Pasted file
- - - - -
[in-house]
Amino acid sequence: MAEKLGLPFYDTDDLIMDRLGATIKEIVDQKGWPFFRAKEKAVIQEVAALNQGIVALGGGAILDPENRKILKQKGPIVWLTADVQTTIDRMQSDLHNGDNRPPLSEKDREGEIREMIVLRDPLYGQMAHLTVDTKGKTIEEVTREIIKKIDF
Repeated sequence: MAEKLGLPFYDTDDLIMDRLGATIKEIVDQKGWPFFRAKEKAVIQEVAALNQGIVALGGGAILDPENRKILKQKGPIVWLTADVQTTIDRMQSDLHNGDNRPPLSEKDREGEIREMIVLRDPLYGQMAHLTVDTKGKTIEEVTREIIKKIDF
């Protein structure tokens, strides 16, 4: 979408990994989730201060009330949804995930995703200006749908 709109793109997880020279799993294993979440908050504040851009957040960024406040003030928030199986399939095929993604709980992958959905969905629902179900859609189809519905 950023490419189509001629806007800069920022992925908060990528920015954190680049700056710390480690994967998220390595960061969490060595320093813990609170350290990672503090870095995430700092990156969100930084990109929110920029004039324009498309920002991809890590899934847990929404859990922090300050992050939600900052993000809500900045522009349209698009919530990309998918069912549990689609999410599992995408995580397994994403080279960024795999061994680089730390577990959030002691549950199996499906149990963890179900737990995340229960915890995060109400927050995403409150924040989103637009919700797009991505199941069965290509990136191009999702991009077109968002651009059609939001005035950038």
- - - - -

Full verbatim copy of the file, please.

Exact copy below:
[in-house]
Amino acid sequence: MAEKLGLPFYDTDDLIMDRLGATIKEIVDQKGWPFFRAKEKAVIQEVAALNQGIVALGGGAILDPENRKILKQKGPIVWLTADVQTTIDRMQSDLHNGDNRPPLSEKDREGEIREMIVLRDPLYGQMAHLTVDTKGKTIEEVTREIIKKIDF
Repeated sequence: MAEKLGLPFYDTDDLIMDRLGATIKEIVDQKGWPFFRAKEKAVIQEVAALNQGIVALGGGAILDPENRKILKQKGPIVWLTADVQTTIDRMQSDLHNGDNRPPLSEKDREGEIREMIVLRDPLYGQMAHLTVDTKGKTIEEVTREIIKKIDF
């Protein structure tokens, strides 16, 4: 979408990994989730201060009330949804995930995703200006749908 709109793109997880020279799993294993979440908050504040851009957040960024406040003030928030199986399939095929993604709980992958959905969905629902179900859609189809519905 950023490419189509001629806007800069920022992925908060990528920015954190680049700056710390480690994967998220390595960061969490060595320093813990609170350290990672503090870095995430700092990156969100930084990109929110920029004039324009498309920002991809890590899934847990929404859990922090300050992050939600900052993000809500900045522009349209698009919530990309998918069912549990689609999410599992995408995580397994994403080279960024795999061994680089730390577990959030002691549950199996499906149990963890179900737990995340229960915890995060109400927050995403409150924040989103637009919700797009991505199941069965290509990136191009999702991009077109968002651009059609939001005035950038």